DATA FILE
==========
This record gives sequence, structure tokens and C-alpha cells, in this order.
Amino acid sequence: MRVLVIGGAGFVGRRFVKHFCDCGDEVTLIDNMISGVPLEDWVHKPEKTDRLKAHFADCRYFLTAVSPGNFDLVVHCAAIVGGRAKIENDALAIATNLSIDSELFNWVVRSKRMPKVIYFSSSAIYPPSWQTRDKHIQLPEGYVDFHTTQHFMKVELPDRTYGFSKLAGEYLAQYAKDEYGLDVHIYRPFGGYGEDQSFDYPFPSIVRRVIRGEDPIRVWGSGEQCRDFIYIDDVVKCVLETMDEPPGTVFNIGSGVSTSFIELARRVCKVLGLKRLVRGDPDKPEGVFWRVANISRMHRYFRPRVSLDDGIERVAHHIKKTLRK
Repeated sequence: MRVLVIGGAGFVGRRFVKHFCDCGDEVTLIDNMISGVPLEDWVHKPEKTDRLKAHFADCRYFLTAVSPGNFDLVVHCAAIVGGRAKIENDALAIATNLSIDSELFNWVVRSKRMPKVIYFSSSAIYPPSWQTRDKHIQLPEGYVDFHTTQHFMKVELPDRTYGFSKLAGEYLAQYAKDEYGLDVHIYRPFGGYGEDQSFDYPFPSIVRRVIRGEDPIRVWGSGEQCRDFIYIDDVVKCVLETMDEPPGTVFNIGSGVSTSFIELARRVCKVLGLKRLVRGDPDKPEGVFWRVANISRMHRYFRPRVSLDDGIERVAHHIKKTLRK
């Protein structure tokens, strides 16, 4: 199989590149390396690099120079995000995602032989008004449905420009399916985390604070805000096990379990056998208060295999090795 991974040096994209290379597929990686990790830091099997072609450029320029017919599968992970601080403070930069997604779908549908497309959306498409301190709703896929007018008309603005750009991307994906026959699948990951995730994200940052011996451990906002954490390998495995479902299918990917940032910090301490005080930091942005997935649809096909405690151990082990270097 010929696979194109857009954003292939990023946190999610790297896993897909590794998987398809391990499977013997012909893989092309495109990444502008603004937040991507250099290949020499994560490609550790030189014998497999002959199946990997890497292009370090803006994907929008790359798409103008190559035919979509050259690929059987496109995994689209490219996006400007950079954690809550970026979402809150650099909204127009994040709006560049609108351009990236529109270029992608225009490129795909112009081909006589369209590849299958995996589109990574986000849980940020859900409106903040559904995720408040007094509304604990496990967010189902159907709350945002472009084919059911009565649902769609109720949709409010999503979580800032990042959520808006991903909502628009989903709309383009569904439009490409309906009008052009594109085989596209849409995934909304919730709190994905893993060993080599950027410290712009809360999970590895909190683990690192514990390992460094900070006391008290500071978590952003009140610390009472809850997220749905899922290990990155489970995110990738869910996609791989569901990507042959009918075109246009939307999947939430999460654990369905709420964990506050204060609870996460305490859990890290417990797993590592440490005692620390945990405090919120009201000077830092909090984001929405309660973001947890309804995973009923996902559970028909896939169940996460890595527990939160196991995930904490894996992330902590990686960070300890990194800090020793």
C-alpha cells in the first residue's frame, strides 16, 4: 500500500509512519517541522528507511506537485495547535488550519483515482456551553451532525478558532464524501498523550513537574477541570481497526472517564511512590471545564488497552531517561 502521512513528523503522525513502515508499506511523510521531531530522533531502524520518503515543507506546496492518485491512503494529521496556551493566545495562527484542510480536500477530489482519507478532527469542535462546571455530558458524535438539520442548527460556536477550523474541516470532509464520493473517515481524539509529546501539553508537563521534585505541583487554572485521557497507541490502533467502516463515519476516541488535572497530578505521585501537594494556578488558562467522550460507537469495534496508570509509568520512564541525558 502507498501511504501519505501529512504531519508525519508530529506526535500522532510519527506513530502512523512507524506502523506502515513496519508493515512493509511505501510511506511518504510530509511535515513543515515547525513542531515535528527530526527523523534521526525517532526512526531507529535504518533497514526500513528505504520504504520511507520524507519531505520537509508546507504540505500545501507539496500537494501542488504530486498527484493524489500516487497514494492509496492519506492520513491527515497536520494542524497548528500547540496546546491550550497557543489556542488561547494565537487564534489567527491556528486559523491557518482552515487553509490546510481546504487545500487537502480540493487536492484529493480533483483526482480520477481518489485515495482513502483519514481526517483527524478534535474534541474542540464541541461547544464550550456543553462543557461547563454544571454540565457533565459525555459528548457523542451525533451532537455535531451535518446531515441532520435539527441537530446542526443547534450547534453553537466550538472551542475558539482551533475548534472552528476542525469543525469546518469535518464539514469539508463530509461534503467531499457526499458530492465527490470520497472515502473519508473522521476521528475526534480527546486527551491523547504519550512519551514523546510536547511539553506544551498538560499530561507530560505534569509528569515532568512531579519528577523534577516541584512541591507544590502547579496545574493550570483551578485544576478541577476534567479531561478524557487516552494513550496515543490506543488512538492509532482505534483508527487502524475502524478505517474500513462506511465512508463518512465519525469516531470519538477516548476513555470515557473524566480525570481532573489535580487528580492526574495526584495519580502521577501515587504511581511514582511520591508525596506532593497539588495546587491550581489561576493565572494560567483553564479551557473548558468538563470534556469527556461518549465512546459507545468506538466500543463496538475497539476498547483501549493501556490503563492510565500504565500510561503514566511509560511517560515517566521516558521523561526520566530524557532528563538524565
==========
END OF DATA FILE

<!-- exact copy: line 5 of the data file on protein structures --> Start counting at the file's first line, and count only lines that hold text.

C-alpha cells in the first residue's frame, strides 16, 4: 500500500509512519517541522528507511506537485495547535488550519483515482456551553451532525478558532464524501498523550513537574477541570481497526472517564511512590471545564488497552531517561 502521512513528523503522525513502515508499506511523510521531531530522533531502524520518503515543507506546496492518485491512503494529521496556551493566545495562527484542510480536500477530489482519507478532527469542535462546571455530558458524535438539520442548527460556536477550523474541516470532509464520493473517515481524539509529546501539553508537563521534585505541583487554572485521557497507541490502533467502516463515519476516541488535572497530578505521585501537594494556578488558562467522550460507537469495534496508570509509568520512564541525558 502507498501511504501519505501529512504531519508525519508530529506526535500522532510519527506513530502512523512507524506502523506502515513496519508493515512493509511505501510511506511518504510530509511535515513543515515547525513542531515535528527530526527523523534521526525517532526512526531507529535504518533497514526500513528505504520504504520511507520524507519531505520537509508546507504540505500545501507539496500537494501542488504530486498527484493524489500516487497514494492509496492519506492520513491527515497536520494542524497548528500547540496546546491550550497557543489556542488561547494565537487564534489567527491556528486559523491557518482552515487553509490546510481546504487545500487537502480540493487536492484529493480533483483526482480520477481518489485515495482513502483519514481526517483527524478534535474534541474542540464541541461547544464550550456543553462543557461547563454544571454540565457533565459525555459528548457523542451525533451532537455535531451535518446531515441532520435539527441537530446542526443547534450547534453553537466550538472551542475558539482551533475548534472552528476542525469543525469546518469535518464539514469539508463530509461534503467531499457526499458530492465527490470520497472515502473519508473522521476521528475526534480527546486527551491523547504519550512519551514523546510536547511539553506544551498538560499530561507530560505534569509528569515532568512531579519528577523534577516541584512541591507544590502547579496545574493550570483551578485544576478541577476534567479531561478524557487516552494513550496515543490506543488512538492509532482505534483508527487502524475502524478505517474500513462506511465512508463518512465519525469516531470519538477516548476513555470515557473524566480525570481532573489535580487528580492526574495526584495519580502521577501515587504511581511514582511520591508525596506532593497539588495546587491550581489561576493565572494560567483553564479551557473548558468538563470534556469527556461518549465512546459507545468506538466500543463496538475497539476498547483501549493501556490503563492510565500504565500510561503514566511509560511517560515517566521516558521523561526520566530524557532528563538524565